Differences in non-positive intention to accept the COVID-19 booster vaccine between three countries in the cross-border region Meuse-Rhine Euroregion: The Netherlands, Belgium, and Germany

C. line J. A. van Bilsen, Christina Stabourlos, Chrissy P. B. Moonen, Stephanie Brinkhues, Stefaan Demarest, Daniëlle A. T. Hanssen, Inge H. M. van Loo, Paul H. M. Savelkoul, Dirk Philippsen, Brigitte A. M. van der Zanden, Nicole H. T. M. Dukers-Muijrers, Christian J. P. A. Hoebe

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COVID-19 booster vaccination has shown to add to the protection against infection with SARS-CoV2 and subsequent severe disease. This longitudinal cross-border study aimed to identify factors associated with COVID-19 booster vaccine intentions in an initially vaccinated adult population living in the Meuse-Rhine Euroregion (EMR; including the Netherlands, Belgium, and Germany) and differences between countries. Data collection took place in autumn of 2021 and consisted of online questionnaires sent to a random sample of the population based on governmental registries. Data from 3,319 fully and partially vaccinated adults were used to examine determinants of non-positive intention for a booster vaccination (i.e., uncertain or do not want), using multivariable logistic regression analyses weighted by age group, sex, and country. Compared to German residents, Dutch residents (OR = 2.4) and Belgian residents (OR = 1.4) were more likely to be uncertain or not want to receive a booster vaccine in September-October 2021. Factors independently associated with non-positive intention were female sex (OR = 1.6), absence of comorbidities (OR = 1.3), time since last vaccination less than 3 months ago for those fully vaccinated (OR = 1.6), being partially vaccinated (OR = 3.6), a negative experience with communication of COVID-19 measures (OR = 2.2), and regarding measures as ineffective (OR = 1.1). Results indicate that booster vaccine intentions differ between countries in the cross border Meuse-Rhine Euroregion. Non-positive intention for the booster vaccine is prevalent in all three countries of the EMR, but to a different extent, as shown in this study. Cross-border collaboration and sharing information and knowledge about vaccination strategies could play a role in limiting the impact of COVID-19.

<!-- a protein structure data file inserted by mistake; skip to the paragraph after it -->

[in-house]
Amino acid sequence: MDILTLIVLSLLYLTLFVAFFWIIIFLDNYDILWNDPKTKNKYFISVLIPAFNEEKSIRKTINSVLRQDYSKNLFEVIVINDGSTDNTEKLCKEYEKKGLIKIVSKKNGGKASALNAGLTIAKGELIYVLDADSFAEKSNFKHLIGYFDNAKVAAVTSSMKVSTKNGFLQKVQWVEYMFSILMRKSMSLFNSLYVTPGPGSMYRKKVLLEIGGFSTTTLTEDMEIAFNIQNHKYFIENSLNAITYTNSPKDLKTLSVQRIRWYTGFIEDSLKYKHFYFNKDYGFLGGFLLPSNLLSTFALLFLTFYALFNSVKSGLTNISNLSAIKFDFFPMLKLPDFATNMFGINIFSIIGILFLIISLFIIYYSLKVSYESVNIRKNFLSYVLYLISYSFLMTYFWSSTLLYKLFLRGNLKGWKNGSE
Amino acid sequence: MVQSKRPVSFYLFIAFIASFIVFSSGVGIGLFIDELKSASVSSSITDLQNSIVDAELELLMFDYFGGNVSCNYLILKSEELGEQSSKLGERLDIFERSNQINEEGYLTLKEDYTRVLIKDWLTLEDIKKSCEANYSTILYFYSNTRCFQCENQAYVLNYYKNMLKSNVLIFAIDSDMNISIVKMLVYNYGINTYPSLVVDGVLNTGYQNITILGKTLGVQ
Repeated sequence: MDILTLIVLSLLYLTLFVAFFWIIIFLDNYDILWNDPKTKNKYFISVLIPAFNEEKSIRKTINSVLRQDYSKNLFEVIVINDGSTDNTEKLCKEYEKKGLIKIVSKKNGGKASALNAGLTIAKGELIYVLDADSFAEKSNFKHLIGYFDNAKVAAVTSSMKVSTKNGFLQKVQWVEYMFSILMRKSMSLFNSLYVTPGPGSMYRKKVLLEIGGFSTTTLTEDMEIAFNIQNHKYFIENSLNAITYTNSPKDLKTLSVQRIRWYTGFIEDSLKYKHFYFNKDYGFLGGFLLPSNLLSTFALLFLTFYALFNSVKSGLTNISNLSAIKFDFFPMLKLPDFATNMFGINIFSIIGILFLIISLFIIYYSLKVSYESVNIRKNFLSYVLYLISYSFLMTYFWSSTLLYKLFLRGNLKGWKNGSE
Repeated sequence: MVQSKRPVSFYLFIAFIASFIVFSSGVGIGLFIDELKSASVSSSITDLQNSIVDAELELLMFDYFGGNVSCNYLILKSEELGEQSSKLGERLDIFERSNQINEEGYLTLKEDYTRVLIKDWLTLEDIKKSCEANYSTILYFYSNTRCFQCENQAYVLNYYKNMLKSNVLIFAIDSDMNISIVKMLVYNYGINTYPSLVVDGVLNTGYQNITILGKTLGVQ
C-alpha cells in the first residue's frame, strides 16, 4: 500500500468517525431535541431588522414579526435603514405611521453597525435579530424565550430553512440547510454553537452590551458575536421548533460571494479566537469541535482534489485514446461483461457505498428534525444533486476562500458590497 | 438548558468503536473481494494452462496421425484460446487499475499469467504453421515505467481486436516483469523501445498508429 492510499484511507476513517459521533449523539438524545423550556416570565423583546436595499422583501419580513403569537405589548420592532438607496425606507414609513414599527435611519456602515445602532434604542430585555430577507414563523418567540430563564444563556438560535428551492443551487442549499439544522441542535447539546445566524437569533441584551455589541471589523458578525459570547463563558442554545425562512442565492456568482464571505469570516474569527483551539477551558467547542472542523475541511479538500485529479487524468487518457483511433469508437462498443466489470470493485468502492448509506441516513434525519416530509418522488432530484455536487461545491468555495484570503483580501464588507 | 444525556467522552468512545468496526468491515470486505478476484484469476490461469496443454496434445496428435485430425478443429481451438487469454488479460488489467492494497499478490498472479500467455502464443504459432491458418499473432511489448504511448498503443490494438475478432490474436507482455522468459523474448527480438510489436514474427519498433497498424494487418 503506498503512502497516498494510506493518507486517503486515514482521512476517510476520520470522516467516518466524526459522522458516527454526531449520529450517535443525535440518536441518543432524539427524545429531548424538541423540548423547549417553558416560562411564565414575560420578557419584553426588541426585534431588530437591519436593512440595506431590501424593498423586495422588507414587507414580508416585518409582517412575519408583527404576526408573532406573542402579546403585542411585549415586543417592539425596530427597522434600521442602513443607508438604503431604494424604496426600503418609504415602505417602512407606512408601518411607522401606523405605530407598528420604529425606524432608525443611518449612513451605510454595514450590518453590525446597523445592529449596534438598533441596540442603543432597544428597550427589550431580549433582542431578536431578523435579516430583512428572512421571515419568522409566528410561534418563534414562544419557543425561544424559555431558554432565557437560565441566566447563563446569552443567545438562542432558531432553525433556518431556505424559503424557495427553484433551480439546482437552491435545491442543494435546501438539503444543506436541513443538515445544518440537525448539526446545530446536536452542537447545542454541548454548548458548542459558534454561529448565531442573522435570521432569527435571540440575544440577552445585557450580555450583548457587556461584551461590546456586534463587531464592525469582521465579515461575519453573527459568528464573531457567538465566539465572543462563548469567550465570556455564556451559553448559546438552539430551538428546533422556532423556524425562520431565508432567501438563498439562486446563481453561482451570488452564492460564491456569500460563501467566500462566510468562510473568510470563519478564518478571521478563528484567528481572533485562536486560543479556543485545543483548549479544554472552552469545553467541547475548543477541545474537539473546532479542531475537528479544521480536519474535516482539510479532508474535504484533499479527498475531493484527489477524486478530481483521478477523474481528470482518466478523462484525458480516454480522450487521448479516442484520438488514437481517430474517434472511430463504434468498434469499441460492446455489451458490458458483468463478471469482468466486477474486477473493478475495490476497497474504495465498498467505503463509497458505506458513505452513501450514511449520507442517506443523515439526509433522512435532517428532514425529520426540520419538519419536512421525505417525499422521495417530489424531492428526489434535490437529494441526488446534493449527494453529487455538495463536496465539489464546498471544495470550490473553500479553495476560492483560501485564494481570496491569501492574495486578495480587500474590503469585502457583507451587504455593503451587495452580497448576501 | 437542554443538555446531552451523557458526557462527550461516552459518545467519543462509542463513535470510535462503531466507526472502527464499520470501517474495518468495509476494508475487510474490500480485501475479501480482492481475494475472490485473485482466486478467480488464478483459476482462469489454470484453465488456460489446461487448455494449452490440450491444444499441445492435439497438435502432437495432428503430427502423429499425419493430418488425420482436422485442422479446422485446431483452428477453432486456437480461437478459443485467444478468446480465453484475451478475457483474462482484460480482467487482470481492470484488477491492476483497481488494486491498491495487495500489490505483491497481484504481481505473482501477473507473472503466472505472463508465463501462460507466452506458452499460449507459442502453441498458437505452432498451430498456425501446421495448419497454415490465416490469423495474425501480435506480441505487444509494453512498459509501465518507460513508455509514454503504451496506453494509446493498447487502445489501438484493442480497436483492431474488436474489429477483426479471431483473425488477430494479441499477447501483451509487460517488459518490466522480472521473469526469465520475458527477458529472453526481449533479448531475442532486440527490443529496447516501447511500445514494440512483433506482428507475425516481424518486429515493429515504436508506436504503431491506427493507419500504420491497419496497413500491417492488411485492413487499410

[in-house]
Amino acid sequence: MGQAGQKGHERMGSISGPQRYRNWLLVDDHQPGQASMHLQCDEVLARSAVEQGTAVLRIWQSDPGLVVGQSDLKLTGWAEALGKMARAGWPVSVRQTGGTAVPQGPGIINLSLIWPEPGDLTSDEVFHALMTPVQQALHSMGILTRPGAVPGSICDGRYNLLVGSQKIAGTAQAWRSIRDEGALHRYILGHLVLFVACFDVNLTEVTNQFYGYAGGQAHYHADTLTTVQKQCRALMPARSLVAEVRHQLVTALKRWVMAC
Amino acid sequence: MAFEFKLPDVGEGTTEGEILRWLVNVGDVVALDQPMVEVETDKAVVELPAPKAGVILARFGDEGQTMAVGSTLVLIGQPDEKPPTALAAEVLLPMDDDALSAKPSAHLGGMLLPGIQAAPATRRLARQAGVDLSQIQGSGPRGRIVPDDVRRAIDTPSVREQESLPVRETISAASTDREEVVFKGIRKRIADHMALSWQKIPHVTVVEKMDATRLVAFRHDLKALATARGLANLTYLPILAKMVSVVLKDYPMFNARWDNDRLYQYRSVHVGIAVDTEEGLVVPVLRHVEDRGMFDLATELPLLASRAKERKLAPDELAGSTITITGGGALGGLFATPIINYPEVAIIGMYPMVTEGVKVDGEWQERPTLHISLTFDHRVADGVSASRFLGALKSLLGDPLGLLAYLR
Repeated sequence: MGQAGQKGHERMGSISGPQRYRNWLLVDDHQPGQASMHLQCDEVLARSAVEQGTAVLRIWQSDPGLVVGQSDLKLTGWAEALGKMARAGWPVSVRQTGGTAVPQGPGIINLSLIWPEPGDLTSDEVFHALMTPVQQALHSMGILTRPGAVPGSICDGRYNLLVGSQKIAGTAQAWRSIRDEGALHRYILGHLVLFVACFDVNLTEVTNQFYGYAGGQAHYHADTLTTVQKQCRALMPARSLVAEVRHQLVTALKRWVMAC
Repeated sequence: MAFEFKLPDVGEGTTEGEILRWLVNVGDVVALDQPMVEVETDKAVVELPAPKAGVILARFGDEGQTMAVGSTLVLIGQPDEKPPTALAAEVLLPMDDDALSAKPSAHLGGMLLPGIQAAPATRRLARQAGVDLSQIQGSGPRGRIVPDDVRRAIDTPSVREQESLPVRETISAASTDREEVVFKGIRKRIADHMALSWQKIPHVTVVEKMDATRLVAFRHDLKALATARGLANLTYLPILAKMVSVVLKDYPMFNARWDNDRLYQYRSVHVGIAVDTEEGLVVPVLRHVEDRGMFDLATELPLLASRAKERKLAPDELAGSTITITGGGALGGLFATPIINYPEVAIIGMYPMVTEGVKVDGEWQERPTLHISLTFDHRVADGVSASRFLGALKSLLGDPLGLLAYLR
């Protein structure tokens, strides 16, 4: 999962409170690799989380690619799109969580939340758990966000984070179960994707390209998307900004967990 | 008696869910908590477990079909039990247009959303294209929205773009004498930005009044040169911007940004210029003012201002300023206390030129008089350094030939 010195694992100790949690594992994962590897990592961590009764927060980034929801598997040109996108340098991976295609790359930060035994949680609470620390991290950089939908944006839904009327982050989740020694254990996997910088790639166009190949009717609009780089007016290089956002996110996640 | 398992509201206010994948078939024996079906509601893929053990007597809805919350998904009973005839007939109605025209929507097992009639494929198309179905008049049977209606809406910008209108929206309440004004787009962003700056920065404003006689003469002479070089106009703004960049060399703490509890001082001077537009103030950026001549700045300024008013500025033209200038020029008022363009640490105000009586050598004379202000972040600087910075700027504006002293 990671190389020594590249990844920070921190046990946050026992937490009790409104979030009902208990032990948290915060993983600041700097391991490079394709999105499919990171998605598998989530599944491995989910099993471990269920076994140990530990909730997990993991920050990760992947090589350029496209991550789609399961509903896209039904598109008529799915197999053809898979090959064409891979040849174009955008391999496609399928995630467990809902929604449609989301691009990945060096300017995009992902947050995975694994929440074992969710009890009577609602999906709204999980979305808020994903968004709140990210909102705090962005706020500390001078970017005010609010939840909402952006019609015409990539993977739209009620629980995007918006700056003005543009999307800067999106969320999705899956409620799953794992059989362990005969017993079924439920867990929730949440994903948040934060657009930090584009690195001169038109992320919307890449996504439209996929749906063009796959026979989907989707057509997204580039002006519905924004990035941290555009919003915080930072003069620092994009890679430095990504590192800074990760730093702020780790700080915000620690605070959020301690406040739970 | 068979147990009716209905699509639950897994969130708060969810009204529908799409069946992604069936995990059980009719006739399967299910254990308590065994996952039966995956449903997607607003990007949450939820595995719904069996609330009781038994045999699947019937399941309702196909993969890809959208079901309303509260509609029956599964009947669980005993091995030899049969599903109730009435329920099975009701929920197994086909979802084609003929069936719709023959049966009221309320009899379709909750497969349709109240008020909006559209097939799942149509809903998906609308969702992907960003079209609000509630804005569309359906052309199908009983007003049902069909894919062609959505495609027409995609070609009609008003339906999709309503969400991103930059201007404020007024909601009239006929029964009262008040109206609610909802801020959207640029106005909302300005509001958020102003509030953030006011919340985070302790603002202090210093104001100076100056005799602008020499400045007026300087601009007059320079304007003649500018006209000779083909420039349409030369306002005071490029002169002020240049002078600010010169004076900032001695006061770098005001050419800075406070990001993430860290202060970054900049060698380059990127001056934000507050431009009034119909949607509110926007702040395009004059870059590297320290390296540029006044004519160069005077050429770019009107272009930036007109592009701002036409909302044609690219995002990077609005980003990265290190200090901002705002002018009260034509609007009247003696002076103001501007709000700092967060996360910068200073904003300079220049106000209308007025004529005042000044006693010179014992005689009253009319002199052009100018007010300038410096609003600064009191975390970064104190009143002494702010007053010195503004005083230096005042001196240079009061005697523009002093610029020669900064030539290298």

Original languageEnglish
Article number100306
JournalVaccine: X
Publication statusPublished - 1 Aug 2023


  • COVID-19
  • COVID-19 vaccines
  • Intention
  • Logistic models
  • Pandemics
  • Surveys and questionnaires

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